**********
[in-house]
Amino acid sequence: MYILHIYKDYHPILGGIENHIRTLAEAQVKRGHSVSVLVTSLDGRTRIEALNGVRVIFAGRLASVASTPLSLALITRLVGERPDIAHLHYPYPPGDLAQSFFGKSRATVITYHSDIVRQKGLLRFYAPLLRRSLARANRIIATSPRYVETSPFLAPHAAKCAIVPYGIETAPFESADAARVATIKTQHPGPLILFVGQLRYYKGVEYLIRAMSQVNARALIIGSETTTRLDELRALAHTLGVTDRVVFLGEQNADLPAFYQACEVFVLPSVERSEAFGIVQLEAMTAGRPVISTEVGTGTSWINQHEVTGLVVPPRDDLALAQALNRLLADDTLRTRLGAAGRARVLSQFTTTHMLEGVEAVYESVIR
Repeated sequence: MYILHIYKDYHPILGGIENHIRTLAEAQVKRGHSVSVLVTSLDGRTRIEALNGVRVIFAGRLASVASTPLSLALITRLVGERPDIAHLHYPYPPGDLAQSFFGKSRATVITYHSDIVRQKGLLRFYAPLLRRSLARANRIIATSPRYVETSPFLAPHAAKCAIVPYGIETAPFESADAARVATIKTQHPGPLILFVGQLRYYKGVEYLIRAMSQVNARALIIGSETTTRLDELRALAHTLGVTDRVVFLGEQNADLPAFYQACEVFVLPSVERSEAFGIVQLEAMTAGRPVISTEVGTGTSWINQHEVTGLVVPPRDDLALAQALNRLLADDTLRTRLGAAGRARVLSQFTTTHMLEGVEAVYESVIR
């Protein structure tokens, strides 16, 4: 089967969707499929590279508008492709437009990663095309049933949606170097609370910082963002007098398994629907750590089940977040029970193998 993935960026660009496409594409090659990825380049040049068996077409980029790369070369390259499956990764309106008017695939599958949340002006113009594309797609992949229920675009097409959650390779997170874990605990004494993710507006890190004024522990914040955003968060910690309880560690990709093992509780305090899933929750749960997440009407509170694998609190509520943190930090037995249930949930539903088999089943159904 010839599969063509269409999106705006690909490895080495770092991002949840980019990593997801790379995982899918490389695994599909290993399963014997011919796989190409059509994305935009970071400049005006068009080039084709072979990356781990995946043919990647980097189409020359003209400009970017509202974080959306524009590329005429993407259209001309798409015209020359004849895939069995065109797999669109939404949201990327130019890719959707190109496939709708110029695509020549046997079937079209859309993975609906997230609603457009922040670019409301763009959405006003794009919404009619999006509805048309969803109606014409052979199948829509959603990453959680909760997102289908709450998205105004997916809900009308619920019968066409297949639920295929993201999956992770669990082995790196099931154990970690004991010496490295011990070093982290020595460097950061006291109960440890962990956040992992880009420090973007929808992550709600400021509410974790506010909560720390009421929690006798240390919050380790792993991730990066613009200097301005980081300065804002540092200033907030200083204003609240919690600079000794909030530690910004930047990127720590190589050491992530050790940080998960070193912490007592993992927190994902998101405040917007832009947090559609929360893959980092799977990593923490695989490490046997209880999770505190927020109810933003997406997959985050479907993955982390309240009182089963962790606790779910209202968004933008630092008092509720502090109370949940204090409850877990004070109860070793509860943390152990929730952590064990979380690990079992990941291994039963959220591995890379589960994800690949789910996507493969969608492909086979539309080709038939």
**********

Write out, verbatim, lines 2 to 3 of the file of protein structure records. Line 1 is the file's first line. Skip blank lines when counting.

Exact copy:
Amino acid sequence: MYILHIYKDYHPILGGIENHIRTLAEAQVKRGHSVSVLVTSLDGRTRIEALNGVRVIFAGRLASVASTPLSLALITRLVGERPDIAHLHYPYPPGDLAQSFFGKSRATVITYHSDIVRQKGLLRFYAPLLRRSLARANRIIATSPRYVETSPFLAPHAAKCAIVPYGIETAPFESADAARVATIKTQHPGPLILFVGQLRYYKGVEYLIRAMSQVNARALIIGSETTTRLDELRALAHTLGVTDRVVFLGEQNADLPAFYQACEVFVLPSVERSEAFGIVQLEAMTAGRPVISTEVGTGTSWINQHEVTGLVVPPRDDLALAQALNRLLADDTLRTRLGAAGRARVLSQFTTTHMLEGVEAVYESVIR
Repeated sequence: MYILHIYKDYHPILGGIENHIRTLAEAQVKRGHSVSVLVTSLDGRTRIEALNGVRVIFAGRLASVASTPLSLALITRLVGERPDIAHLHYPYPPGDLAQSFFGKSRATVITYHSDIVRQKGLLRFYAPLLRRSLARANRIIATSPRYVETSPFLAPHAAKCAIVPYGIETAPFESADAARVATIKTQHPGPLILFVGQLRYYKGVEYLIRAMSQVNARALIIGSETTTRLDELRALAHTLGVTDRVVFLGEQNADLPAFYQACEVFVLPSVERSEAFGIVQLEAMTAGRPVISTEVGTGTSWINQHEVTGLVVPPRDDLALAQALNRLLADDTLRTRLGAAGRARVLSQFTTTHMLEGVEAVYESVIR